A Garden Railway Adventure: Building and Operating the Southern Cross

A book by Nicolas Trudgian
RELATED TOPICS: RESOURCE - PRODUCT REVIEWS
A Garden Railway Adventure: Building and Operating the Southern Cross
A Garden Railway Adventure: Building and Operating the Southern Cross
Marc Horovitz
Book review

A Garden Railway Adventure: Building and Operating the Southern Cross
by Nicolas Trudgian
Published by:
Atlantic Publishers
83 Parkanaur Avenue
Southend-on-Sea, Essex SS1 3JA
Great Britain
Hardbound, 8¾" x 11", 128 pages, color photos throughout
Price: £23.95
Web site: www.atlanticpublishers.com
Nicolas Trudgian is an artist of some stature, particularly in aviation circles. He has brought all of his artistic skills and sensibilities to the design and construction of his Southern Cross Railway. Featured in the August 2006 issue of Garden Railways, the Southern Cross is a large, eclectic line that is a brilliant melding of concepts and practices from South Africa, South America, India, and Cuba into a strong, cohesive, believable whole. This book documents this accomplishment.
Early chapters describe the railway's beginnings and evolution, along with the builder's ideas, goals and concepts, likes and dislikes, and general philosophy. He goes on to talk about the trains. Motive power is both electric and live steam. All motive power has been heavily modified, repainted, and weathered to amalgamate them into the Southern Cross family-indeed, all of the locomotives have a distinct family look about them and the origins of specific engines are often obscure, adding to the uniqueness of the enterprise. Trains of 30+ cars are the norm on the Southern Cross, and they look right at home in the broad landscape.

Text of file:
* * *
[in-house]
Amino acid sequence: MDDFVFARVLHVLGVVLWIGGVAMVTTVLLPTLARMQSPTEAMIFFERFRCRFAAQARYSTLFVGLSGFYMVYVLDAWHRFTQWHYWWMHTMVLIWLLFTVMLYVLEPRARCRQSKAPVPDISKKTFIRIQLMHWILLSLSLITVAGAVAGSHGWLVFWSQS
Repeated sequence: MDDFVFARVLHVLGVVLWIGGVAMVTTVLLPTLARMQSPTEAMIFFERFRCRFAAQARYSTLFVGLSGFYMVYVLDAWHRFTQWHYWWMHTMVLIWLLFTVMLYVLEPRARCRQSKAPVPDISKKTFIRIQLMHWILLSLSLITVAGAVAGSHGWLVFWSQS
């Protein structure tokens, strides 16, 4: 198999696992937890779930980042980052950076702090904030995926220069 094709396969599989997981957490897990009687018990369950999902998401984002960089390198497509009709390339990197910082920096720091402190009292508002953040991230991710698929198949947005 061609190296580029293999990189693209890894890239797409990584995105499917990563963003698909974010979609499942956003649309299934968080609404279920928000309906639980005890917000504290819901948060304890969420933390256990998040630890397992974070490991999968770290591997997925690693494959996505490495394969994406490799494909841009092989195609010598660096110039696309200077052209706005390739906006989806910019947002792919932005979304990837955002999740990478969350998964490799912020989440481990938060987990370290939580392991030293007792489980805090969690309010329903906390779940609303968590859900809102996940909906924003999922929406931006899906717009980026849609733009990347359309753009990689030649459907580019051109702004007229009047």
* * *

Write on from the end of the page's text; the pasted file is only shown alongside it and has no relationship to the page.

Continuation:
An excellent nuts-and-bolts section describes the actual construction of the railway, which was done largely without assistance of any kind (help from Basil the pony notwithstanding). This chapter is accompanied by some beautiful, hand-drawn renderings of some of the different construction techniques used on the line.

The volume finishes up with a section on garden-railway photography as a sub-hobby. I would say that this section includes some beautiful photos but that would be slighting the rest of the book. In fact, there are hundreds of outstanding pictures throughout the volume. The book is beautifully designed, illustrated, and produced, with matte, coated paper and a hard binding with dust jacket. The author's writing is intelligent, humorous, and exceedingly readable. The book, aside from its primary topic of an original and superbly executed railway, is full of hard information, insightful observations about the hobby (and its people), and experience gained over the many years of the railway's existence. It should be on every garden railroader's bedside stand.

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